Fabric of India

Up Your Street subscribers enjoyed each other’s company at the Victoria and Albert Museum in the galleries dedicated to showing off historical textile artefacts and antiquities pertaining to the trade and manufacture of Indian fabric. One of us reckoned that this is where the cloth ended up having been displayed at the Great Exhibition of Britain 1851

I just checked what The 1851 one was all about:-

 

“Forgan says of the Exhibition that “Large, piled-up ‘trophy’ exhibits in the central avenue revealed the organisers’ priorities; they generally put art or colonial raw materials in the most prestigious place. Technology and moving machinery were popular, especially working exhibits.” She also notes that visitors “could watch the entire process of cotton production from spinning to finished cloth. Scientific instruments were found in class X, and included electric telegraphs, microscopes, air pumps and barometers, as well as musical, horological and surgical instruments.”]

Today stuff was crammed in and there was much reading to be done. Soft music was piped through and even more spiritual notes seeped through as we gawped at the golden threads and beetle-red cloth.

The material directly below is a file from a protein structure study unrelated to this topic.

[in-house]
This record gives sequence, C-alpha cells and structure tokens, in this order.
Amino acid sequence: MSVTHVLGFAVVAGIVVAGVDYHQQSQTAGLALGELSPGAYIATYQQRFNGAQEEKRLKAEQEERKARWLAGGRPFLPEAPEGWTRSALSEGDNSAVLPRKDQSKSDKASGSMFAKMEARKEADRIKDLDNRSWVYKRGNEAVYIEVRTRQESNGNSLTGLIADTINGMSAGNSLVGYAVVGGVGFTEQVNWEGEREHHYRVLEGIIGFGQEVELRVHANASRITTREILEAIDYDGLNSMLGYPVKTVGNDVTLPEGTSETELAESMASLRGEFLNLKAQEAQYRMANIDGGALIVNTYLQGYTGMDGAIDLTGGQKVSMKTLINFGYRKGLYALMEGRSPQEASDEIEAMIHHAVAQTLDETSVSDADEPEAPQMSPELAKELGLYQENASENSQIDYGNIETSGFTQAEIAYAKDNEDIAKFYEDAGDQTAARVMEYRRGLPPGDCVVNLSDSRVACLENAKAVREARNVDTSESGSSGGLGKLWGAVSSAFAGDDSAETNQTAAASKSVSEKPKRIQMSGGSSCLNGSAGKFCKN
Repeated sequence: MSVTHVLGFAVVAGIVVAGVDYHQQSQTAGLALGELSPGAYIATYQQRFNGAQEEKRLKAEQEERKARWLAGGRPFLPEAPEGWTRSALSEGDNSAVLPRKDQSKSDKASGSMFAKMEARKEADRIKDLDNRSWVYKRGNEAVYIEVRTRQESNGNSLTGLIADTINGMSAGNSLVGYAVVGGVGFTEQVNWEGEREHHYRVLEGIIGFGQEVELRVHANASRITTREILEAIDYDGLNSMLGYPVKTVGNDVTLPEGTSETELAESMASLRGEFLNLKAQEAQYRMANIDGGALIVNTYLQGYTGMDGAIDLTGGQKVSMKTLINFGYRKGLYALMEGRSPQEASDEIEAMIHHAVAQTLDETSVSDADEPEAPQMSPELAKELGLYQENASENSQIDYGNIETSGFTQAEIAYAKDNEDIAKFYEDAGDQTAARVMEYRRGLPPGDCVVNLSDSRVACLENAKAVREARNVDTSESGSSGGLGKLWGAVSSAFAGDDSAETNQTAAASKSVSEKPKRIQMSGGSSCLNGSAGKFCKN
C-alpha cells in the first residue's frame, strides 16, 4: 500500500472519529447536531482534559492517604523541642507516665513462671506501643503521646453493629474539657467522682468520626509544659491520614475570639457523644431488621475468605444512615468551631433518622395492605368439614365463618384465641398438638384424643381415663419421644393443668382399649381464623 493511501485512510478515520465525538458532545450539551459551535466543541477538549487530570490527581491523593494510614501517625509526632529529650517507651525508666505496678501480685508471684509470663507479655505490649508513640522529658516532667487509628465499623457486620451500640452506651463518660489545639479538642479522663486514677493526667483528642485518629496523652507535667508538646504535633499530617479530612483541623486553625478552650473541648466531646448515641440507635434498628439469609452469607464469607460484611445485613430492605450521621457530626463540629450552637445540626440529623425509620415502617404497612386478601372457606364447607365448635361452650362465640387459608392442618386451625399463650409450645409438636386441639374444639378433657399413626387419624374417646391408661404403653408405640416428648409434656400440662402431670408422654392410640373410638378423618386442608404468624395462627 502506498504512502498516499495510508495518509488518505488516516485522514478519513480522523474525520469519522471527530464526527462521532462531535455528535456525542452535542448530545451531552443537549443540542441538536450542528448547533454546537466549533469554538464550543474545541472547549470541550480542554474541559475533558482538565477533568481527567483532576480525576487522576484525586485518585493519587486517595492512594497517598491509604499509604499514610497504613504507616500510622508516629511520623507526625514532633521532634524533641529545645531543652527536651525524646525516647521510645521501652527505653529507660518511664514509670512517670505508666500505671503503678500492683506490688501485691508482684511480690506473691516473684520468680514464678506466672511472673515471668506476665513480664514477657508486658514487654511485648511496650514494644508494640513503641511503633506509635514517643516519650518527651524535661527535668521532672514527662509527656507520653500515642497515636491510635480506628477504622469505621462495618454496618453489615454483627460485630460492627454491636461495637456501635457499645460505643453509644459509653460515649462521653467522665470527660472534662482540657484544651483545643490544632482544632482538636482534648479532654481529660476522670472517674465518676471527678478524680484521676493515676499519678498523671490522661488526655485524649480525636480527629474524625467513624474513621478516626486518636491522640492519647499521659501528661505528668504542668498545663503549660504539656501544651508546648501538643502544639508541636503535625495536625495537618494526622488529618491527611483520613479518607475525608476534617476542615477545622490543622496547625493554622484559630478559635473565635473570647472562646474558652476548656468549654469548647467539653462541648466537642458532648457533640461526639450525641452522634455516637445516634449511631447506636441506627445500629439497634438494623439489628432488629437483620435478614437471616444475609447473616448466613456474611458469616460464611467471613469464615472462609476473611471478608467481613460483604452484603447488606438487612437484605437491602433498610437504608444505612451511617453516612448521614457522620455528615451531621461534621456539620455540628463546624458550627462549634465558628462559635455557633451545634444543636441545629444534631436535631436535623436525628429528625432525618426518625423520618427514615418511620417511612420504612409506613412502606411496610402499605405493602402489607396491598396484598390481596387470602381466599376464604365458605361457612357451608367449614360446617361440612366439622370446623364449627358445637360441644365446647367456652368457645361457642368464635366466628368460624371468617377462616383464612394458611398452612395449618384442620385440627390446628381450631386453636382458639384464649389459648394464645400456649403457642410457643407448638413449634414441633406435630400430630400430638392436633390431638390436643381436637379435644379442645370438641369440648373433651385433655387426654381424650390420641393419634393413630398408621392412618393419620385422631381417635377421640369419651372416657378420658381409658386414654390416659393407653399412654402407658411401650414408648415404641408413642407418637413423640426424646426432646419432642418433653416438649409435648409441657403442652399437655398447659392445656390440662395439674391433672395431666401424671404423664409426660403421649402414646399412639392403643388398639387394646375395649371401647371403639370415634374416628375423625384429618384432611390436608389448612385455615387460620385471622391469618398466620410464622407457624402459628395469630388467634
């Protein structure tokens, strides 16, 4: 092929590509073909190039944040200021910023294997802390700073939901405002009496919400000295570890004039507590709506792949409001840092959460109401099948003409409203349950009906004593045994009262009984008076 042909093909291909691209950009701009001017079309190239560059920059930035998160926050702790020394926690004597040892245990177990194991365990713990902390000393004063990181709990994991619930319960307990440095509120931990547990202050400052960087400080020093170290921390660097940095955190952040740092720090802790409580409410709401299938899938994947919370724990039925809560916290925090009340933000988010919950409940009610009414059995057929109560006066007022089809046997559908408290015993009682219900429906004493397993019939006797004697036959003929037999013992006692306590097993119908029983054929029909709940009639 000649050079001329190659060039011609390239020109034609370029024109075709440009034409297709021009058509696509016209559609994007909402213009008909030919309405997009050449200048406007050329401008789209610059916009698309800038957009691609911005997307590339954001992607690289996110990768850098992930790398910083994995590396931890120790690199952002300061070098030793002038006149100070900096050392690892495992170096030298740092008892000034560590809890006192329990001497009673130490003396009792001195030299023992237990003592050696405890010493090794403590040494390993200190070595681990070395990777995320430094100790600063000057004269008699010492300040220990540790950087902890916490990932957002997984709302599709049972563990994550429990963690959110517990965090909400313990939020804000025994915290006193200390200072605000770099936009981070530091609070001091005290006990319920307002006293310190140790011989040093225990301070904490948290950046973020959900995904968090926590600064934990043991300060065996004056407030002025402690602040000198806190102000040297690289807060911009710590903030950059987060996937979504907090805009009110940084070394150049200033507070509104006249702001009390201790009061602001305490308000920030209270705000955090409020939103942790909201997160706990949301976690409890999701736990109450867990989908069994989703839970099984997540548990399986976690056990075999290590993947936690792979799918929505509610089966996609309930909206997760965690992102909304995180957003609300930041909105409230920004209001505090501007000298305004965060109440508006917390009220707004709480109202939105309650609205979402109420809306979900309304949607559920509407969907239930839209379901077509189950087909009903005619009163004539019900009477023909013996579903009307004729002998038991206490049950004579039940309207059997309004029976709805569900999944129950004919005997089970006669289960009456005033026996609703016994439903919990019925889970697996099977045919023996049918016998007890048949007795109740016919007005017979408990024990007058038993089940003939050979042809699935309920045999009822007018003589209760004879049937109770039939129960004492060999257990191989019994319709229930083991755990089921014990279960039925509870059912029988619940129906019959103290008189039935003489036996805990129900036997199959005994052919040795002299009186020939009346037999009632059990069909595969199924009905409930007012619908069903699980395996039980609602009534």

None of us experienced an overwhelming feeling of awe. We’d last met up at the Alexander McQueen “Savage Beauty” experience/happening/floor show in the very same rooms. Nothing matched that. We’re all old enough to have been down the markets, into Green Street, Brick Lane, Walthamstow  and seen the rolls of fabric sold by cheery Asians calling us “darlin'” and “duckie”. We’d been to indigo-dyeing and Asian textile patterns and designs workshops and we wear Pashminas and glittery scarves. We all live in multi-cultural parishes and have done for years. A few of us have been to India and soaked up the religious and the colourful first hand. Some of us are Indian, Mauritian, Trinidadian. I’ll remember the massive wall-hanging found dumped on a New York side -walk, now displayed in its majesty in an alcove at Fabric of India.

I’ll remember the Christian tapestry with Jesus sporting a non-European visage.

And the fact that one of our party’s daughter-in-law has an installation in the garden.

The beauty of the exhibition was not lost on us and we agreed that the outing was a privilege.

The October sun was sometimes warm and we sat in the garden at The V&A and ate our packed lunches watching the pigeons on the tables and the crane above the roof.

Thank you again V&A.

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